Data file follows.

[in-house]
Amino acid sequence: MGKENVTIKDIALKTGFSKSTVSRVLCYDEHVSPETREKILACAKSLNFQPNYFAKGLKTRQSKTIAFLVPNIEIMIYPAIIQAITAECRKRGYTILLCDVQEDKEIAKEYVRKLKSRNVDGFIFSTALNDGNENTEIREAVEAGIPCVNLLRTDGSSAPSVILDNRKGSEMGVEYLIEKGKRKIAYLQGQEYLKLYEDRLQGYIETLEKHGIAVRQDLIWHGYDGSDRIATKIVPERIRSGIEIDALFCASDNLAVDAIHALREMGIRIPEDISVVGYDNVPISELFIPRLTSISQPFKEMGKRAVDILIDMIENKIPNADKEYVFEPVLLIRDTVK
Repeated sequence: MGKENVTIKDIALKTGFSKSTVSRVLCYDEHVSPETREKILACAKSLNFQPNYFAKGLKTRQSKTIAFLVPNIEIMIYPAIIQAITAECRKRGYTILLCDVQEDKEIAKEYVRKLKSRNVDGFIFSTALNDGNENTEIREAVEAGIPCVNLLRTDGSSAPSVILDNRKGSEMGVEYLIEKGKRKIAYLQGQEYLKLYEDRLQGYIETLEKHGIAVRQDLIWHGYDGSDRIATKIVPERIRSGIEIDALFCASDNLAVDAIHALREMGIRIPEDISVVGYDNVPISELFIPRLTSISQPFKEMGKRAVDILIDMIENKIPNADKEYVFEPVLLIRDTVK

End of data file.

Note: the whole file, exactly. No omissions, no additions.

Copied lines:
[in-house]
Amino acid sequence: MGKENVTIKDIALKTGFSKSTVSRVLCYDEHVSPETREKILACAKSLNFQPNYFAKGLKTRQSKTIAFLVPNIEIMIYPAIIQAITAECRKRGYTILLCDVQEDKEIAKEYVRKLKSRNVDGFIFSTALNDGNENTEIREAVEAGIPCVNLLRTDGSSAPSVILDNRKGSEMGVEYLIEKGKRKIAYLQGQEYLKLYEDRLQGYIETLEKHGIAVRQDLIWHGYDGSDRIATKIVPERIRSGIEIDALFCASDNLAVDAIHALREMGIRIPEDISVVGYDNVPISELFIPRLTSISQPFKEMGKRAVDILIDMIENKIPNADKEYVFEPVLLIRDTVK
Repeated sequence: MGKENVTIKDIALKTGFSKSTVSRVLCYDEHVSPETREKILACAKSLNFQPNYFAKGLKTRQSKTIAFLVPNIEIMIYPAIIQAITAECRKRGYTILLCDVQEDKEIAKEYVRKLKSRNVDGFIFSTALNDGNENTEIREAVEAGIPCVNLLRTDGSSAPSVILDNRKGSEMGVEYLIEKGKRKIAYLQGQEYLKLYEDRLQGYIETLEKHGIAVRQDLIWHGYDGSDRIATKIVPERIRSGIEIDALFCASDNLAVDAIHALREMGIRIPEDISVVGYDNVPISELFIPRLTSISQPFKEMGKRAVDILIDMIENKIPNADKEYVFEPVLLIRDTVK